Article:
Can you hear the curses? I hear them still
dead in the air rolling on the grey high seas,
fluttering, stuttering, up in the cold stony clouds,
frozen like kites in the middle of nowhere.
I hear the silence too, of the boys, the young young boy's
pressed against the bulwarks and the dead eyed iron,
sense their gun metal faces hidden inside the masks
of home spun green wool - skittering eyes peeping
through knitted balaclavas worn as cold comforters
dripping in Atlantic spume.
I can hear the whispers, the trembling pampas whispers
of near men, close men, light shaven, cropped near-to skull men,
some with dark, bull herding eyes , hearts full of Spanish guitar
and pampas whistles and beside them the rich city blond men,
quiet and bookish, alone with their poets and pebble black rosaries
running like the southern tides through their cold chapped fingers.
All hugger-mugger equaled by forced conscription, circling in silence
within their sea shrouded fears - crammed like live fish quivering in their ancient tin of old victories.
Yes I hear them still, calling out for a distant mother's arms, ripping
loose their little boy screams that are clear as over head seagulls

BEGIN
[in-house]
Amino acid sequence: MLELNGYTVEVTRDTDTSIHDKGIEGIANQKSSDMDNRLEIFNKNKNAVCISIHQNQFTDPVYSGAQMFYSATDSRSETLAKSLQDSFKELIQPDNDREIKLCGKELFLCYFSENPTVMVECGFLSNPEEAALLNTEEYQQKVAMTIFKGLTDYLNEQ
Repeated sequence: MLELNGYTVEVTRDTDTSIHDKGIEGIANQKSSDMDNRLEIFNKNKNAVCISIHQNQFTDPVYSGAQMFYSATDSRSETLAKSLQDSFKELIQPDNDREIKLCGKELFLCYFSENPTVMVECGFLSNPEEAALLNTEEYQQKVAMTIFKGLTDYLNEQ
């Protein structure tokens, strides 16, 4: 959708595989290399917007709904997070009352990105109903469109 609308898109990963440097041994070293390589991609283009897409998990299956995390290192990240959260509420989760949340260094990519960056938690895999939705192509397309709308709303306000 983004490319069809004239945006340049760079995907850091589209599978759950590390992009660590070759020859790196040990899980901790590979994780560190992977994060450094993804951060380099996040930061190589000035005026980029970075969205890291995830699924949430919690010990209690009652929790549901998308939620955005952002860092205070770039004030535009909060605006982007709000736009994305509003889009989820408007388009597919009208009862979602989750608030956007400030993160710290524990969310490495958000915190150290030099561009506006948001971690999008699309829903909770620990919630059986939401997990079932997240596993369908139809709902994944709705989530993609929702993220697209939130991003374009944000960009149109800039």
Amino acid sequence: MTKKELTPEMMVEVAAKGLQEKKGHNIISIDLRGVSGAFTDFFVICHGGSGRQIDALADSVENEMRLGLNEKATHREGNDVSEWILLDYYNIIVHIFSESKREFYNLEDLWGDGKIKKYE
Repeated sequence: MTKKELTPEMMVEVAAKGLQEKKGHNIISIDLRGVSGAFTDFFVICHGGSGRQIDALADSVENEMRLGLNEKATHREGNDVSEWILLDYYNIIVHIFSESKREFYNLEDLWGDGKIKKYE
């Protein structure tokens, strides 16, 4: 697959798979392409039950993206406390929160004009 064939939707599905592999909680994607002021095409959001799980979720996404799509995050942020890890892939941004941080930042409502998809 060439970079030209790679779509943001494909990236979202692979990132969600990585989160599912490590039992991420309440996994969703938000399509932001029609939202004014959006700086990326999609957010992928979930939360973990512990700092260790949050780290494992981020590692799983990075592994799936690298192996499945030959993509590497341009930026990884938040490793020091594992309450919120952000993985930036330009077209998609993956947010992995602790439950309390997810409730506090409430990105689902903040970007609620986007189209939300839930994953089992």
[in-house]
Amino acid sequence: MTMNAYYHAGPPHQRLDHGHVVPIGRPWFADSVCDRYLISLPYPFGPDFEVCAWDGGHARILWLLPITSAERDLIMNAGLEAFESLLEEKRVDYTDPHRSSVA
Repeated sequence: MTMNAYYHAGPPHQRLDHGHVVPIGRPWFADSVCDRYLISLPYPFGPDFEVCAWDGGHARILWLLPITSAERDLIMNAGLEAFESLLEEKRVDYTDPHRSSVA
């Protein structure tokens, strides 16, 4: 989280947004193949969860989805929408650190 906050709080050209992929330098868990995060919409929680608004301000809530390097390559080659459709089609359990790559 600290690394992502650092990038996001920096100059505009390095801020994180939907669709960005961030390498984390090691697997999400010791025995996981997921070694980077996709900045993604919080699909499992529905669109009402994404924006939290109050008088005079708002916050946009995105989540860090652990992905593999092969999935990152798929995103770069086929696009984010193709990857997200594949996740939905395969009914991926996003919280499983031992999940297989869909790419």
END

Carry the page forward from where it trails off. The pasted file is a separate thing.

yet eight thousand miles away. I can hear their raw primitive panic,
ancient as the whelps of beaten camp fire dogs echoing back
from the steely grey clouds; I see them tearing at the
sea born mist, slicing the strings of their pampas kite curses
with broken bones and shattered skulls, loosing curses that rise to run
above the waves to our shores carrying the lost, little boy simpers
of clamour and death that found roost in our forgetful hearts.
Yes I still hear the screams, the sea drowned, salt soaked screams,
a cold southern ocean full of drowning young Argentine boy dreams
(pronounced men before their time), those fire soaked screams and I remember how we the civilized danced on their sad lonely deaths in our distant dry victory soaked streets of triumphant,disregard and screamed ;